657361.fig.001
Figure 1: A Jeffcott rotor-seal-bearing system.

3. Subharmonic Motions and Bifurcation Behavior

Notice that parameters , , and and coefficients , , and are functions of displacements of the disk centers and the bearings. Hence, (2.6) is a group of highly nonlinear ordinary differential equations that can hardly be solved through conventional perturbation methods [21]. Instead, the vibration responses of the disk center and the two bearings are computed by using the fourth-order Runge-Kutta method with adaptive-step control to reduce local truncation error of every single step. The parameters selected for the current study are Additionally, the length and radius of the seal are 0.102 m and 0.067 m, respectively. The system’s parameters are chosen based on a single-staged centrifugal compressor manufactured by Shenyang Turbo-machinery Cooperation. To investigate the bifurcation we chose the rotation speed as the parameter under two pressure drops of the seal, that is, the pressure differences between the entrance and the exit of the seal. The initial displacements and velocities of the disk center and the two are .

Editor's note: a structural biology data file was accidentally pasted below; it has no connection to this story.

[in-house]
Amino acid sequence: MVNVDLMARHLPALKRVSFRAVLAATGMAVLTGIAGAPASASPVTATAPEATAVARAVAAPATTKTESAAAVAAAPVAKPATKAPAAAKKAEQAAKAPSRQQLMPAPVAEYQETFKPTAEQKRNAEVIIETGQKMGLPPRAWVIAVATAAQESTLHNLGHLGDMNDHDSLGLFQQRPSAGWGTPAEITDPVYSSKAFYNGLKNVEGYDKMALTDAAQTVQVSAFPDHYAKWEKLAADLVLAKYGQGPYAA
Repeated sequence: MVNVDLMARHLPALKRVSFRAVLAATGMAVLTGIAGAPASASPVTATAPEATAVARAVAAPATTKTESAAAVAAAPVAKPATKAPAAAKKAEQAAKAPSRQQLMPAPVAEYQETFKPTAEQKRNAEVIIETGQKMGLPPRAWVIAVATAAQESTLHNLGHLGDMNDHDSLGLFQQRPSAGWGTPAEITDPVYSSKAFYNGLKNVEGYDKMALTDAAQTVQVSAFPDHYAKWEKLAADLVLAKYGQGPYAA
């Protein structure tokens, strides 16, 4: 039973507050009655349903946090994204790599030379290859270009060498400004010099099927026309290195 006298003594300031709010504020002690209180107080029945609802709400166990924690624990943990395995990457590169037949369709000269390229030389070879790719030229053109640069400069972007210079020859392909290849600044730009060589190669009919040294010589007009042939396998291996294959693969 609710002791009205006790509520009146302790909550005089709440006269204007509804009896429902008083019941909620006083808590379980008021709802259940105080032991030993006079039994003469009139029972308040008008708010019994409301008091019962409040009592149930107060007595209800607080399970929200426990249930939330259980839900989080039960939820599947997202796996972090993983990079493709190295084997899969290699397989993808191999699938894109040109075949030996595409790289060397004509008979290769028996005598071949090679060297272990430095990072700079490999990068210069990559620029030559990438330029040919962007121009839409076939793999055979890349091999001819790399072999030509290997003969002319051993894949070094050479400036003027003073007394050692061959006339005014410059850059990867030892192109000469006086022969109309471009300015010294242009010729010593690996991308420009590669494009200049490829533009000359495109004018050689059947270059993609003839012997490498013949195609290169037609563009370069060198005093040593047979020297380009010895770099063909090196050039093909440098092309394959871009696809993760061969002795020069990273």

Let pressure drop be The bifurcation diagrams of displacement x are illustrated in Figure 2, where is the nondimensional rotation speed. In the current computation corresponds to a rotation speed of 60.71 Hz or 3642.77 rpm.

fig2
Figure 2: Bifurcation diagrams of the rotor system with seal and air-film excitations.  MPa.

It can be seen that the disk and the bearings are in motions of period-1, that is, motions with the same frequency as the rotation speed, when the rotation is slow. The primary resonance happens at . The stability of the period-1 motions is lost at , and the motion becomes quasiperiodic. Various subharmonic motions can be observed when the rotation speed is increased. A period-12 bifurcation takes place at . Following that, the motions become quasiperiodic again with escalating rotation speed. At the displacements undergo a period-11 bifurcation and return quasiperiodic with higher S afterwards. A period-10 bifurcation is encountered with speed . The Poincaré map of displacement is presented in Figure 3(a) to show the existence of a periodic-10 motion. The time history of is illustrated in Figure 3(b), and the orbits of the disk center and the left bearing are shown in Figures 3(c) and 3(d), respectively. Further, a period-9 bifurcation is observed at followed by a period-8 bifurcation at . The bifurcation cascade continues at when a period-7 bifurcation takes place. Following that, quasiperiodic motions are obtained with higher rotation speed. Figures 4(a), 4(b), and 4(c) depict the orbits of the disk center and the right bearing as well as the Poincaré map of displacement at , respectively.